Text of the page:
If you have used include? on an array while evaluating comparisons then you may want to look at sets instead!
Before we set off on our quest for knowledge we have to know why this quest is so important. We are not going to be saving a princess from a burning building, but instead 17 million princesses from a select 500 thousand burning buildings. (Truth be told there is no fire in this, but I wanted to add a bit of excitement to the story)
I was recently tasked with parsing a CSV file that had over 17 million records in the file and was roughly 8GB. When given the params I initially said "no problem, that would be a welcomed 2-hour break from my other project". I would soon regret those words when I downloaded the files to see that I needed to combine fields from file A which contained roughly 17.9 million records and file B which contained the IDs for 500 thousand records along with some other data that had already been manually by someone.
My first attempt, was not pretty because of my prior experience with modifying CSVs. I had not had to modify anything larger thank 50k items at most, which is 1/10 of the smallest dataset in this task.
My second attempt was feeling around how to parse the data properly and then trying to parse the biggest files. Again it proved to be a failure, but lead me to the correct way of parsing files, just not the correct way of dealing with that much data.
My third attempt was a step in a positive direction, giving me the appearance that I was doing things in a better way, however, looking back at it I added un-needed complexities that hurt the performance rather than boosted it. The concept was simple, create a list of item ID's then be sure there are no duplicates, and finally iterate through the largest file only performing modifications on data that was needed in the final iteration.
My fourth attempt was another positive step because it de-dupped the number of records in the largest file, only processing the ones that need to be processed, but does that inherently add performance.
Looking at both the third and fourth attempts I did fall into a Ruby trap here, instead of thinking in terms of data I was thinking in terms of ruby weaponry. Knowing what I could accomplish easily with Arrays and not looking at that as a potential downfall.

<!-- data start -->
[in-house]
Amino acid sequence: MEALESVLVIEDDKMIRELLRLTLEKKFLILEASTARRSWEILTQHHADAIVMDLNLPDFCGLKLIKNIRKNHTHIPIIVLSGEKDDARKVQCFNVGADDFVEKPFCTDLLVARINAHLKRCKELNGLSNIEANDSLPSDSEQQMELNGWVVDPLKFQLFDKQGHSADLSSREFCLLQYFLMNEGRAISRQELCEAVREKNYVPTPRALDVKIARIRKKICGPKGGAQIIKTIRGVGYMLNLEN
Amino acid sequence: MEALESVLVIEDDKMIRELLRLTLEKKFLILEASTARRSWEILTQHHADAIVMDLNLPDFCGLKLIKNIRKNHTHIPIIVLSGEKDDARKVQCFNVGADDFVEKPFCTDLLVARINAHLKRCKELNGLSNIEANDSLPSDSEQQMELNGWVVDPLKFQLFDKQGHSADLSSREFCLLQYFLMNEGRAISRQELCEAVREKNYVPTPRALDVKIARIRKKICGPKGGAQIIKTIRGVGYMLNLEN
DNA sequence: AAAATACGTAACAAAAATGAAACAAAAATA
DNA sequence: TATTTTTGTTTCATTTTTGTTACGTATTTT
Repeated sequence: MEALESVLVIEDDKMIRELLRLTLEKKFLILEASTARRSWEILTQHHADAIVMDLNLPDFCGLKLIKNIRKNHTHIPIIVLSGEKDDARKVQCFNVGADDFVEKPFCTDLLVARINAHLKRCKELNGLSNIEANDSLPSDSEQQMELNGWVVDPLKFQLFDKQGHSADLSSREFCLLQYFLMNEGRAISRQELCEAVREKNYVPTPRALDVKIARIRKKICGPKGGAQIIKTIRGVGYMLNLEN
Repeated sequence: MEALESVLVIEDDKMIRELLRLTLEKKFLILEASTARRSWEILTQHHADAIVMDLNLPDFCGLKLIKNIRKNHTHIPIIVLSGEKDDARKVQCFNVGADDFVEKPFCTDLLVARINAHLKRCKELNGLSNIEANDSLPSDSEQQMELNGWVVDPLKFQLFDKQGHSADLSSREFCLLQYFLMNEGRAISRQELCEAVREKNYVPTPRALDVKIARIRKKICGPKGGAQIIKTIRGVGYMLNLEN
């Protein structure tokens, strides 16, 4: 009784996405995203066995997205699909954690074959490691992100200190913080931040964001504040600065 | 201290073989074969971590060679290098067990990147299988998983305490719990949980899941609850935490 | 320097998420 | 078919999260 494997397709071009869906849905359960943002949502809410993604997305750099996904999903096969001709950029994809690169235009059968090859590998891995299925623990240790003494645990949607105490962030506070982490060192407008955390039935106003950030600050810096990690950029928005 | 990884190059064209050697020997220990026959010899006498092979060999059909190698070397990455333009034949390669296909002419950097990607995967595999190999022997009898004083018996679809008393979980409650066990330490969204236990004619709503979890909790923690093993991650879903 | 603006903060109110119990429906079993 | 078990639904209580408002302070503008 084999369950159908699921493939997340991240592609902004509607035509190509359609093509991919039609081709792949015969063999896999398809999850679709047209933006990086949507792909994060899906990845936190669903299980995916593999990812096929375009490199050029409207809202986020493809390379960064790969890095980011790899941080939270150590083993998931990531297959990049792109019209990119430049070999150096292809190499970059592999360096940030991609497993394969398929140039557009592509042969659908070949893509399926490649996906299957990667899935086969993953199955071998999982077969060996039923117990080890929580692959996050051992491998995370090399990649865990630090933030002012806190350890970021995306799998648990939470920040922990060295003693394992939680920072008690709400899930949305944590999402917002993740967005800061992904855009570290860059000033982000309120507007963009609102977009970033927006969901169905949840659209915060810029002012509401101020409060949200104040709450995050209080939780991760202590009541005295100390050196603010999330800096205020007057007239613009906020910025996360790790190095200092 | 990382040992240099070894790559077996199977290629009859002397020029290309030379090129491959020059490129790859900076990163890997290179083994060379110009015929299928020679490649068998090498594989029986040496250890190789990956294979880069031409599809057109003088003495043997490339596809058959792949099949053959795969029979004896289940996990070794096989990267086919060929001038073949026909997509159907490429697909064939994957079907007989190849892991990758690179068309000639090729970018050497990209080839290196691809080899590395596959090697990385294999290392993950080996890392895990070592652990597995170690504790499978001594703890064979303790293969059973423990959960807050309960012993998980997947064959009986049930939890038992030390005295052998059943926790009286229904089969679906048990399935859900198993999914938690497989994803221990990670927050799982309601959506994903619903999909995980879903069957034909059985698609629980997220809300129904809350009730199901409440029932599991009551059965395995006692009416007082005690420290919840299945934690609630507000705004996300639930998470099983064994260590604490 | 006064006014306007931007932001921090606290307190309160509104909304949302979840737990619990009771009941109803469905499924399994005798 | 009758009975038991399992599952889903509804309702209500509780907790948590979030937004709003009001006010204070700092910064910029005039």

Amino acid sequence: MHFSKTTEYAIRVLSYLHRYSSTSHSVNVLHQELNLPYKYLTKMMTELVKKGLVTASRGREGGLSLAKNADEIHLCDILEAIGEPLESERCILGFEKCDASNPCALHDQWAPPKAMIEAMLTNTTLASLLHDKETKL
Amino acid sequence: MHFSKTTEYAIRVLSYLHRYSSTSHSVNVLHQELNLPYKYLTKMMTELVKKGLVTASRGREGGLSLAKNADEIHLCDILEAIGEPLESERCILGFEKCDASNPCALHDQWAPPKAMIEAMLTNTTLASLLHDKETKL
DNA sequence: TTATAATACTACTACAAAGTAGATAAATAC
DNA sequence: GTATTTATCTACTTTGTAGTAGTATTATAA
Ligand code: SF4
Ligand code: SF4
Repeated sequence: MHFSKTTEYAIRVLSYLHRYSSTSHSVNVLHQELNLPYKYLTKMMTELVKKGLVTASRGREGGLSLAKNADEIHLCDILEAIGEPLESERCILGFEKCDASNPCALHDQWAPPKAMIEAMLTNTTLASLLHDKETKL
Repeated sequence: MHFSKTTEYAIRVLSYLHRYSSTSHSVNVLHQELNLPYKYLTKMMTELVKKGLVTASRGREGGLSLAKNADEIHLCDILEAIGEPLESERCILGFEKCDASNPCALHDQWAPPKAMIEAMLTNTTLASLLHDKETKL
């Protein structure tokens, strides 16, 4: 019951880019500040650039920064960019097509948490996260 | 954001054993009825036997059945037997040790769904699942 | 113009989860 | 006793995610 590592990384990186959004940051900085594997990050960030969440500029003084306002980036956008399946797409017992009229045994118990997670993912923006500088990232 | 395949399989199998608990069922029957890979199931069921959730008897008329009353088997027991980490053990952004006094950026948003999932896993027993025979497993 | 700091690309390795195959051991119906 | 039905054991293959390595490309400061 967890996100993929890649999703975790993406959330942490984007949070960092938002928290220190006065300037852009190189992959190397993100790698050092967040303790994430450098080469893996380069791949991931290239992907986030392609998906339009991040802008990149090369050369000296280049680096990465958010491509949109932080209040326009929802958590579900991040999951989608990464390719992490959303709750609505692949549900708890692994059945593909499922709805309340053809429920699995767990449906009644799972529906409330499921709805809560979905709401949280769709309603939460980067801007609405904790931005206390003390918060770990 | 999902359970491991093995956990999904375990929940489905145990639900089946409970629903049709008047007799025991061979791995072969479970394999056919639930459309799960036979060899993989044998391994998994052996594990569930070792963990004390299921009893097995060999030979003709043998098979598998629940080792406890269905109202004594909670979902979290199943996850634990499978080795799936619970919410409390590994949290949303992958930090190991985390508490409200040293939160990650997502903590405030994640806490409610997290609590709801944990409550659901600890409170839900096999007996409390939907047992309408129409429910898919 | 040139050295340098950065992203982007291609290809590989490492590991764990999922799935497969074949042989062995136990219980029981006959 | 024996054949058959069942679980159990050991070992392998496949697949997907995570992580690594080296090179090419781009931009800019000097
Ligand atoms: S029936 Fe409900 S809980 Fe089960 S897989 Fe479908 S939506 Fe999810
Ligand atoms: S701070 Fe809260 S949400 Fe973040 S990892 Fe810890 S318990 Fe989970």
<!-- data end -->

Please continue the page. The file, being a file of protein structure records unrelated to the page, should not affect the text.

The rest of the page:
My fifth attempt, well there were many more than 5 attempts, but let us assume for this article that I was smart enough to only do it in 5 attempts with the help of StackOverflow. Basically I got smarter in handling my hashes, writing CSV, and switching to sets for comparisons as recommended from StackOverflow.
This attempt is the attempt that saved all the princesses and put out the fires without even blinking. Before attempt 5 the maximum amount of time I let the script run was about 5 days because of a long weekend. That is an enormous amount of time, but after attempt 5 reprocessing took 7-10 minutes. It made me feel ill, but also very happy.
My first mistake was unfamiliarity with large datasets leading me down the road to being decapitated by the big O notation dragon who guarded the princesses. Moreover, it reveals that when programming I need to be more cognizant of more performant processes and not just default to things I've done in the past.
Ruby is like having a locker of ready to go weapons that can accomplish tasks quickly, but instead of saving the princesses with my awesome sword of justice, I cut my arm off. It wasn't me who realized this though, it was a user(Casper) on StackOverflow who pointed out my mistake.
My approach was to use an array of items to check for inclusion which in my given subset of objects was going to be a minimum of 500,000 each time I went over a single record in the 17 million records, but in fact I was doing this twice with processed items, so that was growing the number of checks which at its smallest amount was 500,000 and largest was 1 million. This means that 17 million records made a million checks on objects before it ever did any actual processing. Benchmark testing on these items showed me the error of my ways and showed me that the script as I had it in iteration 4 would have finished in 156 days.
I can't blame Ruby, it was doing exactly what I told it to do. Instead I need to blame myself for not thinking of performance in such a simple little script. I can blame in-experience, but I think the biggest thing to look at is the ruts of everyday programming. As a junior developer, you get things working and just try to get by figuring things out, as a senior level developer you need to look more at performance, maintainability, and reliability. In that same retrospect you need to get out of the ruts you may have developed through your working life.
I wanted to see what this comparison of sets vs arrays in comparing simple numbers such as an ID. I wrote a simple benchmark test and ran it similarly to running the other script just to see the output or performance of set vs array. In comparisons sets are 14 times faster than arrays and I find that quite amazing!